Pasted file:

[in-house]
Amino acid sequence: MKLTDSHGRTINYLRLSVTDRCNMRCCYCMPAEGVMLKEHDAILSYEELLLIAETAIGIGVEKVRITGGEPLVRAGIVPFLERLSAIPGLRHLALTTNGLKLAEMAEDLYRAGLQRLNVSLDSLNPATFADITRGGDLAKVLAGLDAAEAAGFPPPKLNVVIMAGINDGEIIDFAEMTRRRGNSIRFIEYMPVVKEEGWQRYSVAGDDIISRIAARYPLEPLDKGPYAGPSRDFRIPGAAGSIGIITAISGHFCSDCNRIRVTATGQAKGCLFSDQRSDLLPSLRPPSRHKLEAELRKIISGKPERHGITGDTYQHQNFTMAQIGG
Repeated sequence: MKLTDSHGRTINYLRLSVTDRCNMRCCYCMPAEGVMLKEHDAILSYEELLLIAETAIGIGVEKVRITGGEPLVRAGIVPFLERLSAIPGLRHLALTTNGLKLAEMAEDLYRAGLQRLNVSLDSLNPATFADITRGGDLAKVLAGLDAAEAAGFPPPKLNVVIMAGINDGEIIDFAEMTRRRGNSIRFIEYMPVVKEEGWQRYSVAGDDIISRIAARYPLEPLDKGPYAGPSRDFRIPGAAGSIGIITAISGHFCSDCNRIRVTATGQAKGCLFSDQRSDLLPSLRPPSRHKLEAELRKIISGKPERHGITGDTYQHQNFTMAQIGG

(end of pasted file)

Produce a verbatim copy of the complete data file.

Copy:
[in-house]
Amino acid sequence: MKLTDSHGRTINYLRLSVTDRCNMRCCYCMPAEGVMLKEHDAILSYEELLLIAETAIGIGVEKVRITGGEPLVRAGIVPFLERLSAIPGLRHLALTTNGLKLAEMAEDLYRAGLQRLNVSLDSLNPATFADITRGGDLAKVLAGLDAAEAAGFPPPKLNVVIMAGINDGEIIDFAEMTRRRGNSIRFIEYMPVVKEEGWQRYSVAGDDIISRIAARYPLEPLDKGPYAGPSRDFRIPGAAGSIGIITAISGHFCSDCNRIRVTATGQAKGCLFSDQRSDLLPSLRPPSRHKLEAELRKIISGKPERHGITGDTYQHQNFTMAQIGG
Repeated sequence: MKLTDSHGRTINYLRLSVTDRCNMRCCYCMPAEGVMLKEHDAILSYEELLLIAETAIGIGVEKVRITGGEPLVRAGIVPFLERLSAIPGLRHLALTTNGLKLAEMAEDLYRAGLQRLNVSLDSLNPATFADITRGGDLAKVLAGLDAAEAAGFPPPKLNVVIMAGINDGEIIDFAEMTRRRGNSIRFIEYMPVVKEEGWQRYSVAGDDIISRIAARYPLEPLDKGPYAGPSRDFRIPGAAGSIGIITAISGHFCSDCNRIRVTATGQAKGCLFSDQRSDLLPSLRPPSRHKLEAELRKIISGKPERHGITGDTYQHQNFTMAQIGG